Mrs. Ivey says she has kept screen time to a slower pace by not bringing certain items into the house. The family has three televisions, for instance, but no cable. When there are fewer choices, there is less desire to watch TV, she says. Two of the boys have portable Game Boys, but there is no video-game system such as GameCube or PlayStation.

“They can get that when they buy their own house,” Mrs. Ivey says. “It is also OK if they want to play when they go over to a friend’s house.”

Too much time?

It is hard to gauge how much screen time is too much, Dr. Shifrin says. Some games are interactive and are tools for learning. There are educational television shows as well as violent shows. Sprinkled throughout those shows are a plethora of commercials designed to get children to spend, spend, spend.

The American Academy of Pediatrics’ most recent policy statement on television was issued in 2001. In it, the doctors recommended no TV for children younger than 2 and no more than one to two hours a day of quality programming for preschoolers and children of elementary school age.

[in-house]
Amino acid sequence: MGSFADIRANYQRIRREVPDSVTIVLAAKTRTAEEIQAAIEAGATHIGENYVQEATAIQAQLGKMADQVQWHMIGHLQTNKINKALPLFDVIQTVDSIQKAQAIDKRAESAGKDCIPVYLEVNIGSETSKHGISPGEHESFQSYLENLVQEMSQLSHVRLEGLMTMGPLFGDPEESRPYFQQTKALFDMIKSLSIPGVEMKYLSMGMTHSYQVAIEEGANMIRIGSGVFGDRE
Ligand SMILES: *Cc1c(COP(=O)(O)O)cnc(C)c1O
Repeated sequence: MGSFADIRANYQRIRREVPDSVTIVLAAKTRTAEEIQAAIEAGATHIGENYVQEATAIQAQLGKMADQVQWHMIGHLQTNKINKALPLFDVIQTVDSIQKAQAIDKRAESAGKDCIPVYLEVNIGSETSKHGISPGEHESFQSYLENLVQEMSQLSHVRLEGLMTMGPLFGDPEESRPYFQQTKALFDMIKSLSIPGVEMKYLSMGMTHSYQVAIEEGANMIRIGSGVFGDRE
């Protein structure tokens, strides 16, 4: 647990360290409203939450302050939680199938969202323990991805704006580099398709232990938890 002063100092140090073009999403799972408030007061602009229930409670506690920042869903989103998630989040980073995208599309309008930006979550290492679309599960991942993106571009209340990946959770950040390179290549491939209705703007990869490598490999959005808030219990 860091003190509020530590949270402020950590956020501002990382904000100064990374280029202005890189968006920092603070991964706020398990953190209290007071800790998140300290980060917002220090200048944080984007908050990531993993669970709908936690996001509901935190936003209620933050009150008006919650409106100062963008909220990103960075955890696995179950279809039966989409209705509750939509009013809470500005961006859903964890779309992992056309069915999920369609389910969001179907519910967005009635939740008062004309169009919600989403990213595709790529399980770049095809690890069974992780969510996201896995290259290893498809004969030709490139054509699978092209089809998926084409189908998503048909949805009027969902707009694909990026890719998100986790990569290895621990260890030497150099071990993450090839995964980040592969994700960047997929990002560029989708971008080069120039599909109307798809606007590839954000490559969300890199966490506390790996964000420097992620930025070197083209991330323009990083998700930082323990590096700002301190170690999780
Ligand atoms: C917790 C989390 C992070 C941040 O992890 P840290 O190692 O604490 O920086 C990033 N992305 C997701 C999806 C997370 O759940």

Because formulating policy statements is a years-long process and because the technology available changes so quickly, the academy has not yet come up with a formal policy on total screen time, Dr. Shifrin says.

“When you say, ‘How much is too much?’ there are a whole gamut of answers,” he says.

Dr. Shifrin says parents should look for signs their children are getting too much screen time, including a lack of interest in other activities. He says he often asks adolescents this question: “What do you like to do with your friends?”

“If a kid says something like ‘I don’t have any friends; my friends are all online,’ that, to me, is a sign of social isolation,” Dr. Shifrin says.

Douglas Gentile, assistant professor of psychology at Iowa State University in Ames, Iowa, and the director of research for the National Institute on Media and the Family, says his concern isn’t so much what children are watching; it is what they are missing.

“For every hour a child is in front of a screen, he is not reading, exploring, creating or doing any number of other things that might have a long-term benefit,” he says.

Mr. Gentile says he was surprised to see the Kaiser report statement that study subjects spent an average of two hours a day hanging out with their parents, 11/2 hours in physical activity, an hour pursuing hobbies and 50 minutes doing homework.